Problem-solving skills are in demand. Every job posting lists them under must-have qualifications, and every job candidate claims to possess them, par excellence. Young entrepreneurs make solutions to social and global problems the heart of their mission statements, while parents and teachers push for curricula that encourage critical-thinking methods beyond solving for x.

It's ironic then that we continue to cultivate habits that stunt our ability to solve problems. Take, for example, the modern expectation to be "always on." We push ourselves to always be working, always be producing, always be parenting, always be promoting, always be socializing, always be in the know, always be available, always be doing. It's too much, and when things are always on all the time, we deplete the mental resources we need to truly engage with challenges.

If we're serious about solving problems, at work and in our personal lives, then we need to become more adept at tuning out so we can hone in.

Solve problems with others (occasionally)

A side effect of being always on is that we are rarely alone. We're connected through the ceaseless chirps of friends texting, social media buzzing, and colleagues pinging us for advice everywhere we go. In some ways, this is a boon. Modern technologies mediate near endless opportunities for collective learning and social problem-solving. Yet, such cooperation has its limits according to a 2018 study out of Harvard Business School.

In the study, participants were divided into three group types and asked to solve traveling salesman problems. The first group type had to work on the problems individually. The second group type exchanged notes after every round of problem-solving while the third collaborated after every three rounds.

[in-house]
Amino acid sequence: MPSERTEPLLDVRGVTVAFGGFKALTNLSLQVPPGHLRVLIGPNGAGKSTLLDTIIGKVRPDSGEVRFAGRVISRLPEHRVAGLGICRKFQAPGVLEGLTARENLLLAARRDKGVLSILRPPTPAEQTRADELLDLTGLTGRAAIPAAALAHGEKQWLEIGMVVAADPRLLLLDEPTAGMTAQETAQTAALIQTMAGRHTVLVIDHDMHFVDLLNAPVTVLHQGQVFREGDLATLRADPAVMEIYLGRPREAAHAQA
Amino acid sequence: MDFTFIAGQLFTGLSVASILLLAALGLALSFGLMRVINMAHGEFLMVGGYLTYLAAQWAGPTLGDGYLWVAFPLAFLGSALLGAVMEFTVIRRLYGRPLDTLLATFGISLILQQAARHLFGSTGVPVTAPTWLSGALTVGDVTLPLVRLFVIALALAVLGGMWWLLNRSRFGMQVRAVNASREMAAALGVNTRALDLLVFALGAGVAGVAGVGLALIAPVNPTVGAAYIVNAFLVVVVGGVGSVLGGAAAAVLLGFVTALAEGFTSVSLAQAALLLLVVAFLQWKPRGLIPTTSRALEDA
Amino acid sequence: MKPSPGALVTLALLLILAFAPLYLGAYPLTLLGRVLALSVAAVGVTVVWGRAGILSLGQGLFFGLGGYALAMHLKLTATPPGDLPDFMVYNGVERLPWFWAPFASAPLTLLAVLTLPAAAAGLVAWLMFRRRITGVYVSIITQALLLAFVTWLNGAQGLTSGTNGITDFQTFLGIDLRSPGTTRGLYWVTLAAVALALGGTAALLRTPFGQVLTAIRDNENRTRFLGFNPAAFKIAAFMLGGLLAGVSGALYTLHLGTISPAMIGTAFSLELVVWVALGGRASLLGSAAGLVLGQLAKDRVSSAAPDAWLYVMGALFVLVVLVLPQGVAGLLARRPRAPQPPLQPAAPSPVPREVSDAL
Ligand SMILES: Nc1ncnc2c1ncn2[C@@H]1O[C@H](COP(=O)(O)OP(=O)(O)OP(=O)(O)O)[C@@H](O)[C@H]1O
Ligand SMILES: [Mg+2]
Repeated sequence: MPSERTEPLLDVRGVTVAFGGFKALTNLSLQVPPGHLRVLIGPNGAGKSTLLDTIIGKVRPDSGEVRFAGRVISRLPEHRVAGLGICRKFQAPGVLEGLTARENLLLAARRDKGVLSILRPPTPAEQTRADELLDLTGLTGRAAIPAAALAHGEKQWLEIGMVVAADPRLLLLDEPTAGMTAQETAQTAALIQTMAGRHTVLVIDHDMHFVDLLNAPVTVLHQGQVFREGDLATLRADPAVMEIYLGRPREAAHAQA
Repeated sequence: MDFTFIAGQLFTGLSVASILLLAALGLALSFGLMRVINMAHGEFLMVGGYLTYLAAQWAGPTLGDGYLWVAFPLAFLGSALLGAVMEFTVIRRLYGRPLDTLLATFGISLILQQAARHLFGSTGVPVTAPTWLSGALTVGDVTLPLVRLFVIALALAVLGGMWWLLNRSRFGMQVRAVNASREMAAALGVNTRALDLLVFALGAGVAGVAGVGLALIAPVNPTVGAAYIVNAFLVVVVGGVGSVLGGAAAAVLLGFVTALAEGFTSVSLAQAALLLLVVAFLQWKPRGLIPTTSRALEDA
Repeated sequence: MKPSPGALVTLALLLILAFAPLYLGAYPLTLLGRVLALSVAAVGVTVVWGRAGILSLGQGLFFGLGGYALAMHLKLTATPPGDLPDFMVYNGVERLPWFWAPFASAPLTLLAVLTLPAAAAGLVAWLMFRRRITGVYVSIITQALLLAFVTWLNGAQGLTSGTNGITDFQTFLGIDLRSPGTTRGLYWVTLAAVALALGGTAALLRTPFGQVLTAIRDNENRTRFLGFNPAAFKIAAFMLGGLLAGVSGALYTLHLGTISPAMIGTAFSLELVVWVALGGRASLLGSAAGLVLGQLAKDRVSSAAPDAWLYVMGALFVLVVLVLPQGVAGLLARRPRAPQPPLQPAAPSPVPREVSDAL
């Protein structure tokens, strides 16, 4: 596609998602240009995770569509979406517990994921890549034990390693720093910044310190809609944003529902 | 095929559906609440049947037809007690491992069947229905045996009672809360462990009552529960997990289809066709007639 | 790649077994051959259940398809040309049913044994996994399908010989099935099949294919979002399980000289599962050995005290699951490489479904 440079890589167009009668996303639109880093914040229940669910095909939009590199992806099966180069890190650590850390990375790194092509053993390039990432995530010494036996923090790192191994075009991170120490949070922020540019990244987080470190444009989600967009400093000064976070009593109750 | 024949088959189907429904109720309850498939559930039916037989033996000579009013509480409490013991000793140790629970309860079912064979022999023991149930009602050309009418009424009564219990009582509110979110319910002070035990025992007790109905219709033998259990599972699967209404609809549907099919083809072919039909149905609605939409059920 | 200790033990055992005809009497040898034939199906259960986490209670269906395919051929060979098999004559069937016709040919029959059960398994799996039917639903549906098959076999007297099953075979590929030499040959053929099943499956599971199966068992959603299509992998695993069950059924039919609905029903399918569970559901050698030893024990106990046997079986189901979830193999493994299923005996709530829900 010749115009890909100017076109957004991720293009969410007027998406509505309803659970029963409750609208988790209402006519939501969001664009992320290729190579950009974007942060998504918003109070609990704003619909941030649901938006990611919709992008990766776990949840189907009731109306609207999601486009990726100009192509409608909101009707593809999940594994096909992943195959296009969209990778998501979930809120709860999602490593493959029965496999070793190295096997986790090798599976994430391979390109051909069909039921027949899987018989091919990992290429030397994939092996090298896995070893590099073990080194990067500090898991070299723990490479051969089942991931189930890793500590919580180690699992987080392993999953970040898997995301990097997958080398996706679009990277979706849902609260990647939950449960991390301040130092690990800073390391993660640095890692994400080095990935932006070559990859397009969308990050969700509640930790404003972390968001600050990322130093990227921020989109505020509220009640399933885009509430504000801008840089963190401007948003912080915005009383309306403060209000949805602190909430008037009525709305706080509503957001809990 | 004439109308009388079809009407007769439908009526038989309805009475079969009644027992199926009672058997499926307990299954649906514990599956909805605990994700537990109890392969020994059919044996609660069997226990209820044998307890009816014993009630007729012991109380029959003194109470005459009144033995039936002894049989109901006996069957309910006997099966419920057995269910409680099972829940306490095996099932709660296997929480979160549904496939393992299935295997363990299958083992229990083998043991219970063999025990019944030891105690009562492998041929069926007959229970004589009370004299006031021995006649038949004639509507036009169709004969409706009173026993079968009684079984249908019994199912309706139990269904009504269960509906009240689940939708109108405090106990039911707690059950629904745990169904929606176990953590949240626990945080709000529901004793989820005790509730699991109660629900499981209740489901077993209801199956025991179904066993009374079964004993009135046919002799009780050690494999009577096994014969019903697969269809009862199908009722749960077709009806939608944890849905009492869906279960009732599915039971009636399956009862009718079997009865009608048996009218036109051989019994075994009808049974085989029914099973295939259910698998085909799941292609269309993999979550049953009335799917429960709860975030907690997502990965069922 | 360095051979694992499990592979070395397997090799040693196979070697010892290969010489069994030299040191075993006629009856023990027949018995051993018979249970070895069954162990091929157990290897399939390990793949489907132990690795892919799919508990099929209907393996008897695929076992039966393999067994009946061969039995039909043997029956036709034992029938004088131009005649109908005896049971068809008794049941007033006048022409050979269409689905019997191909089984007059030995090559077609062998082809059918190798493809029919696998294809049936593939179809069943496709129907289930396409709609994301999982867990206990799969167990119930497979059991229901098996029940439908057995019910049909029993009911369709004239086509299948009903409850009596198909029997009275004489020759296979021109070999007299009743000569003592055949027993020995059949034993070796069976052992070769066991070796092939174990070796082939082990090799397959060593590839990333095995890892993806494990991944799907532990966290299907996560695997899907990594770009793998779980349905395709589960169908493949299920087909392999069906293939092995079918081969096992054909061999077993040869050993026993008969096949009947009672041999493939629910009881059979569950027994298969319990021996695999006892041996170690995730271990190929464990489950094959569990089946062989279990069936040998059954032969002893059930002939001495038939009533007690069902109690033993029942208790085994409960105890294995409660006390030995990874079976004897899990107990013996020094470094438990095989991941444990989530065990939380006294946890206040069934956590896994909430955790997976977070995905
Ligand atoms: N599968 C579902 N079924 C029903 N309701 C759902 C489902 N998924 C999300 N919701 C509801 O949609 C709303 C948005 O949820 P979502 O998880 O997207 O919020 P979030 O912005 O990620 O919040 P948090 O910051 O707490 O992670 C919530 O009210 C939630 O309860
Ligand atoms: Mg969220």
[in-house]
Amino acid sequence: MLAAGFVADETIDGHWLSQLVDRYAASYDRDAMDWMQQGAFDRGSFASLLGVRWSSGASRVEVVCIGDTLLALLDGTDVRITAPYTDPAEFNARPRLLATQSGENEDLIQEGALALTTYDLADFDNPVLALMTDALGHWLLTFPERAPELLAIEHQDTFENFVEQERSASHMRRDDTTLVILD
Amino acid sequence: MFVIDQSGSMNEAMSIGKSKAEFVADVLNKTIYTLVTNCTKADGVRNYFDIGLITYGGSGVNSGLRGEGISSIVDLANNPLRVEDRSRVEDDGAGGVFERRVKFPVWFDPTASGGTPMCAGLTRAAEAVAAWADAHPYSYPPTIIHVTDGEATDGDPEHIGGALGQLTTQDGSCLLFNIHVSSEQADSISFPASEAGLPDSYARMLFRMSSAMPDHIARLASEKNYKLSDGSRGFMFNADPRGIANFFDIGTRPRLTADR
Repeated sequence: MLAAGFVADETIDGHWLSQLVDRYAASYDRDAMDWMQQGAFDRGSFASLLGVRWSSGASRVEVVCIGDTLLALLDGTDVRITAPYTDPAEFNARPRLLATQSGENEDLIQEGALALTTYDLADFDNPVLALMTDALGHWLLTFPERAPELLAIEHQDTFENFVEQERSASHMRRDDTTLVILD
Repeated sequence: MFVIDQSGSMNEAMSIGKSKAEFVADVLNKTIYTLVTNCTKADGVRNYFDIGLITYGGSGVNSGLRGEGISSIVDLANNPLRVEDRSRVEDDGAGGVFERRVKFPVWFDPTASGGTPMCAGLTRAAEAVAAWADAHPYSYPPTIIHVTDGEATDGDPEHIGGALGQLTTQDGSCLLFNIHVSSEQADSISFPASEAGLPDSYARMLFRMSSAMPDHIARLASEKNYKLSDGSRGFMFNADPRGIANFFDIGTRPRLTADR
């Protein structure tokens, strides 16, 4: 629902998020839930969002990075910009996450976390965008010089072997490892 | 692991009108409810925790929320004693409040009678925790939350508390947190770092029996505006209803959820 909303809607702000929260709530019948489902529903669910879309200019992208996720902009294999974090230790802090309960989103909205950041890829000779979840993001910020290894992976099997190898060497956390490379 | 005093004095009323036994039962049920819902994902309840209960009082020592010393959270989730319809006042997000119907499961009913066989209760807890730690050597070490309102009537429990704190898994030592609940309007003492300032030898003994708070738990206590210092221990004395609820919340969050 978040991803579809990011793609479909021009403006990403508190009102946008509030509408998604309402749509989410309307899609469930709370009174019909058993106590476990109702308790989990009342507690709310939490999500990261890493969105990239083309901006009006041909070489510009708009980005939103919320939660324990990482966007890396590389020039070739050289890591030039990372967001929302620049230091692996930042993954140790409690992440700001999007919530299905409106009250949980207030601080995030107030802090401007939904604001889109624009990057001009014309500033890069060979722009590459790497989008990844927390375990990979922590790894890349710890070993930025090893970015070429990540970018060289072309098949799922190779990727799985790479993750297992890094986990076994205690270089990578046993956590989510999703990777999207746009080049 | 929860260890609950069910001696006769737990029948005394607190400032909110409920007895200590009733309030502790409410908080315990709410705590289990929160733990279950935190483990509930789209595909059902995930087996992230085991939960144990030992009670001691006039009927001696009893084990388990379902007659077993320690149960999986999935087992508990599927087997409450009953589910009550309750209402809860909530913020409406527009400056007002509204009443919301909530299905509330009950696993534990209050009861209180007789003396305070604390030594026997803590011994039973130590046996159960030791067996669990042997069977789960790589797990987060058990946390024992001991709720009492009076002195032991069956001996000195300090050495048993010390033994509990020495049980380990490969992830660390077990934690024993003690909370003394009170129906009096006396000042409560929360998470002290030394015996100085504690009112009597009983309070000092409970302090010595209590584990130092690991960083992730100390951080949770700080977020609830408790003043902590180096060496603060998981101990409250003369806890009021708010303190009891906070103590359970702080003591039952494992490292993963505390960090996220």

The researchers found that lone problem-solvers invented a diverse range of potential solutions. However, their solutions varied wildly in quality, with some being true light bulb moments and others burnt-out duds. Conversely, the always-on group took advantage of their collective learning to tackle more complex problems more effectively. But social influence often led these groups to prematurely converge around a single idea and abandon potentially brilliant outliers.

It was the intermittent collaborators who landed on the Goldilocks strategy. By interacting less frequently, individual group members had more time to nurture their ideas so the best could shine. But when they gathered together, the group managed to improve the overall quality of their solutions thanks to collective learning.

In presenting their work, the study's authors question the value of always-on culture—especially our submissiveness to intrusions. "As we replace those sorts of intermittent cycles with always-on technologies, we might be diminishing our capacity to solve problems well," Ethan Bernstein, an associate professor at Harvard Business School and one of the study's authors, said in a press release.